Should You Invest in the Long Tail? By: Elberse, Anita, Harvard Business Review, 00178012, Jul-Aug2008, Vol. 86, Issue 7/8
One school of thought represented by the economists Robert Frank and Philip Cook, in their 1995 book The Winner-Take-All Society argues that broad, fast communication and easy replication create dynamics whereby popular products become disproportionately profitable for suppliers, and customers become even likelier to converge in their tastes and buying habits. The authors offer three reasons for their view: First and foremost, lesser talent is a poor substitute for greater talent. Why, for example, would people listen to the world's second-best recording of Carmen when the best is readily available? Thus even a tiny advantage over competitors can be rewarded by an avalanche of market share. Second, people are inherently social, and therefore find value in listening to the same music and watching the same movies that others do. Third, when the marginal cost of reproducing and distributing products is low -- as it certainly is with goods that can be digitized -- the cost advantage of a brisk seller is huge. Frank and Cook were elaborating on the economist Sherwin Rosen's earlier work describing the "superstars" effect, in which a field's few top performers pull ever further away from the pack. According to this line of thought, hits will keep coming -- to the increasing detriment of also-rans.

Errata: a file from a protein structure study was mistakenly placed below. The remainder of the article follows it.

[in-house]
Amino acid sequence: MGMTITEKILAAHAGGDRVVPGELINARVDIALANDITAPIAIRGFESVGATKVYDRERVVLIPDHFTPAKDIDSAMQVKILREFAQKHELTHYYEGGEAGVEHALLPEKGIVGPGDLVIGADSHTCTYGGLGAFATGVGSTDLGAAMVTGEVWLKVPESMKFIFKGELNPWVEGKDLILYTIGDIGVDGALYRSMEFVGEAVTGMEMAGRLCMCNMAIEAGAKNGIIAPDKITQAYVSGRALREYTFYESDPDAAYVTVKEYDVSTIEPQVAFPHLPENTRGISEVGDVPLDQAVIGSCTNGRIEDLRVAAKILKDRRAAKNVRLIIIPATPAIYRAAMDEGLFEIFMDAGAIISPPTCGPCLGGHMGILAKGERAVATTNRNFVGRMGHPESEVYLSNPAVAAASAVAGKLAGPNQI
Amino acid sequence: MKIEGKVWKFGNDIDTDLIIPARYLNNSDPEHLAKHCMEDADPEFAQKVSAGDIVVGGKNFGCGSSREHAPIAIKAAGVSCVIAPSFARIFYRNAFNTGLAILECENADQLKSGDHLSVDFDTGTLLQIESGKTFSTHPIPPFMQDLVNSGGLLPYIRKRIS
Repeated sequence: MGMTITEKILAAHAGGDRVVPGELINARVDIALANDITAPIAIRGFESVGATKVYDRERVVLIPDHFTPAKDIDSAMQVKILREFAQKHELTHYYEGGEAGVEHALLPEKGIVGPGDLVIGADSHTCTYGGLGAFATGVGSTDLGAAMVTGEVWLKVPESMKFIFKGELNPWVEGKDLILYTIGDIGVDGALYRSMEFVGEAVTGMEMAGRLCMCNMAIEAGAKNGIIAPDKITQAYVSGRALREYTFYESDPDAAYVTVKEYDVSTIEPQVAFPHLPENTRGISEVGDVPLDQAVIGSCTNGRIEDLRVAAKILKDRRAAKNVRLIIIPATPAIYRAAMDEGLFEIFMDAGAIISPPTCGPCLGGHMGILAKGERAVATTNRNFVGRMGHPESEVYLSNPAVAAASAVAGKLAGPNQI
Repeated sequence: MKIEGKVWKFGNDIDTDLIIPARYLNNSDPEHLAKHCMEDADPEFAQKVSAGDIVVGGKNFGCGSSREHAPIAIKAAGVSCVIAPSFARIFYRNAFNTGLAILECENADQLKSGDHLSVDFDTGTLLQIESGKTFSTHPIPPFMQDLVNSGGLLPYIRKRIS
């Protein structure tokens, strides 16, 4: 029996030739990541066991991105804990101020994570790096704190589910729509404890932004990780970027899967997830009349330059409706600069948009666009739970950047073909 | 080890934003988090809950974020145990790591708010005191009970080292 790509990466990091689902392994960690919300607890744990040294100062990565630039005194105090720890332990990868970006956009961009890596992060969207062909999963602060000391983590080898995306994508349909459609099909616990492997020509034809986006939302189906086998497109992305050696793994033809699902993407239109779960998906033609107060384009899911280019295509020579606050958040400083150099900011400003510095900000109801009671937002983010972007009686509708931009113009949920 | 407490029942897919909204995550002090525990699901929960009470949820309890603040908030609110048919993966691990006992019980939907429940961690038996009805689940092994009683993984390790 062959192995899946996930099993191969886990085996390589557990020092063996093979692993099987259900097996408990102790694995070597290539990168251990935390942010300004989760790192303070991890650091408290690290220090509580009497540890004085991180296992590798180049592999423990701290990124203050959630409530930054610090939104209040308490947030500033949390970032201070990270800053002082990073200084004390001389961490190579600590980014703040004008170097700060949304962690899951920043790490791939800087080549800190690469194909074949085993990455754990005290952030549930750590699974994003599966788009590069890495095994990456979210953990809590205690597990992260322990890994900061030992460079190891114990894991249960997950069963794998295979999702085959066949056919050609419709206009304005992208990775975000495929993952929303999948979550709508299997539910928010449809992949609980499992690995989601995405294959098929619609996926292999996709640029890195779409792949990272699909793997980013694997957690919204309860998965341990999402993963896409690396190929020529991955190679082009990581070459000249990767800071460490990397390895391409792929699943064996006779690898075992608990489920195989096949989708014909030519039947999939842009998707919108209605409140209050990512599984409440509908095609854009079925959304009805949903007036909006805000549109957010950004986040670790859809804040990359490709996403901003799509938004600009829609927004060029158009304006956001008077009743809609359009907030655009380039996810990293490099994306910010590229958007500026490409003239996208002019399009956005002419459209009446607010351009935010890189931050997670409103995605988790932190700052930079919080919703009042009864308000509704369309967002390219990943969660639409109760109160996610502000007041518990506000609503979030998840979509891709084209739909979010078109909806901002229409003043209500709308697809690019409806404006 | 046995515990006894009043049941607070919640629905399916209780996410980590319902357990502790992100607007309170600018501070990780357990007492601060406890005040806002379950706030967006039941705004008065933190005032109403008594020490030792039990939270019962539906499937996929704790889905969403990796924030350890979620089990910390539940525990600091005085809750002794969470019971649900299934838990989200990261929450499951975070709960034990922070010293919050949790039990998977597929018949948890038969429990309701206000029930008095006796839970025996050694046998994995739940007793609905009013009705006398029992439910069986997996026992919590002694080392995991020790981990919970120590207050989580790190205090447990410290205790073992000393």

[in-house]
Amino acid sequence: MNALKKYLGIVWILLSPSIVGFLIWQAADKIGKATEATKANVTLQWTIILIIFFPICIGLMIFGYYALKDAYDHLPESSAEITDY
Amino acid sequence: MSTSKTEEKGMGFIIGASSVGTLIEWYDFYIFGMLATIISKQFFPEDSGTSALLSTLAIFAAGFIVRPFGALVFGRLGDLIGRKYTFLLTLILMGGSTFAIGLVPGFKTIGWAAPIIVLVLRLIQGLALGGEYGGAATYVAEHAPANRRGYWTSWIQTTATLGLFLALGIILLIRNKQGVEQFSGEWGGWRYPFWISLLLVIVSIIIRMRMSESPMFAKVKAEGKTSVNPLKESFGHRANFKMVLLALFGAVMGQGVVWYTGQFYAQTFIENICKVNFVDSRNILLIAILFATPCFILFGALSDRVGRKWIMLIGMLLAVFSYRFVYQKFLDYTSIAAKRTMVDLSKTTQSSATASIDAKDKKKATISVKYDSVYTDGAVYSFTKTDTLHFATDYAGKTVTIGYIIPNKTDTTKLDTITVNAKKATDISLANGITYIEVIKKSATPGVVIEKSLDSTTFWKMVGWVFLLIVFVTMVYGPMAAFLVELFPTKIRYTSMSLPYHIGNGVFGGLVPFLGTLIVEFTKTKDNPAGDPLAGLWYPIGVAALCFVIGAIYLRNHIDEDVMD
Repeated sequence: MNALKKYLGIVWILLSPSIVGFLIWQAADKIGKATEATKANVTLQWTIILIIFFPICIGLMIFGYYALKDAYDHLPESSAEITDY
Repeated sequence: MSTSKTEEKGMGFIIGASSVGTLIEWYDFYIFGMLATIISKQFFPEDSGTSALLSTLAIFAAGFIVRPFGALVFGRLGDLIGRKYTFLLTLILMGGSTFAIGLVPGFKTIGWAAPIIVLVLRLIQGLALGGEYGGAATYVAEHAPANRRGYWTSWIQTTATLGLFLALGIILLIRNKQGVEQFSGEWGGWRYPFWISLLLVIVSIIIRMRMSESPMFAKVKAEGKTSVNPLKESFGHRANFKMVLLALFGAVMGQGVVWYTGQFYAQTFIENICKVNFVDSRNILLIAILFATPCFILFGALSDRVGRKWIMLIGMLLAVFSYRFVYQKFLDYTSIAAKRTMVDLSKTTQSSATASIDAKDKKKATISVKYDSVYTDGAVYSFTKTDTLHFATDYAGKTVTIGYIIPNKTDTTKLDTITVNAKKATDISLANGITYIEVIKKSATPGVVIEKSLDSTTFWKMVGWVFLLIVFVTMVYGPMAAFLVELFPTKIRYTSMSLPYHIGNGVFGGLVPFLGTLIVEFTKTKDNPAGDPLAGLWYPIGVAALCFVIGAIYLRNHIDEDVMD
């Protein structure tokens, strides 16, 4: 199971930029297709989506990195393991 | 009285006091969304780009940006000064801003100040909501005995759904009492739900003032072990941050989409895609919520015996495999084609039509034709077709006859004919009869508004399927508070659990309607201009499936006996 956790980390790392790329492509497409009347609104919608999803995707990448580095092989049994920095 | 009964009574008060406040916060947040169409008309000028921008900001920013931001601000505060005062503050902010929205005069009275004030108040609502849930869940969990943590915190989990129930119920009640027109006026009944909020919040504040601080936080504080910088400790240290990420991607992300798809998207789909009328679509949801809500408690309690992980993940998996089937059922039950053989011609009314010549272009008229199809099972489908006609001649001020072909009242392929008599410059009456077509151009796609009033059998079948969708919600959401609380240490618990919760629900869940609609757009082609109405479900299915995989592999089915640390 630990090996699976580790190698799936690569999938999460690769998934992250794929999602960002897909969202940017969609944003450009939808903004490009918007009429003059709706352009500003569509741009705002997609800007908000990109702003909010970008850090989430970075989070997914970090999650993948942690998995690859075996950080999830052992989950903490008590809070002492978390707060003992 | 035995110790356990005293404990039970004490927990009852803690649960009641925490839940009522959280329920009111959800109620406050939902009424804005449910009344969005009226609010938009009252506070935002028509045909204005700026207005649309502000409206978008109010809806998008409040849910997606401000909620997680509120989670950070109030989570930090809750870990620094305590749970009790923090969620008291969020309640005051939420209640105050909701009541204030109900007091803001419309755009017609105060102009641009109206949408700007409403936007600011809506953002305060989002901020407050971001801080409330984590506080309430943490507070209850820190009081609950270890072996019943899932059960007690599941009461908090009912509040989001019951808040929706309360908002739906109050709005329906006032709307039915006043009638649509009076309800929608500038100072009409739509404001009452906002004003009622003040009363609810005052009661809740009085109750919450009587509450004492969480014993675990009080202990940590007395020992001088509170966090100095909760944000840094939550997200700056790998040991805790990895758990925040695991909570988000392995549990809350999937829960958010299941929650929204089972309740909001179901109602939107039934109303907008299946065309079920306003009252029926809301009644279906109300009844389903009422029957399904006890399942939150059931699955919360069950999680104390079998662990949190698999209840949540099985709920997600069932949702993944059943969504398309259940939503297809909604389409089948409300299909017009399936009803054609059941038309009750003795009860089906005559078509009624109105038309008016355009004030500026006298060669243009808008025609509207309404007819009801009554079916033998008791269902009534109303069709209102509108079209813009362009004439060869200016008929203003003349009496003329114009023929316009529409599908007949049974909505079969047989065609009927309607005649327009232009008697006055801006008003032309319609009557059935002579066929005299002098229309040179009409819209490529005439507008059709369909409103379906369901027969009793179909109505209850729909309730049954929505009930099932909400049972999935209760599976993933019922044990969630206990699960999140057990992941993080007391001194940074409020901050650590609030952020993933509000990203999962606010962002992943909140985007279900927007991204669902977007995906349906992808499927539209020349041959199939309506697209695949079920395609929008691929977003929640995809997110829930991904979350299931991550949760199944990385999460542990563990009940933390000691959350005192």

Although that thesis continues to hold sway, another idea has emerged in recent years -- presented just as persuasively, and proposing the opposite. The "long tail" theory took shape in an article by Chris Anderson, editor of Wired magazine, which grew into the 2006 book The Long Tail: Why the Future of Business Is Selling Less of More. The book's subtitle puts the strategic implications in a nutshell. Now that consumers can find and afford products more closely tailored to their individual tastes, Anderson believes, they will migrate away from homogenized hits. The wise company, therefore, will stop relying on blockbusters and focus on the profits to be made from the long tail -- niche offerings that cannot profitably be provided through brick-and-mortar channels.
Anita Elberse (firstname.lastname@example.org) is an associate professor of business administration in the marketing unit at Harvard Business School. Her article "How Markets Help Marketers" appeared in the September 2005 issue of HBR.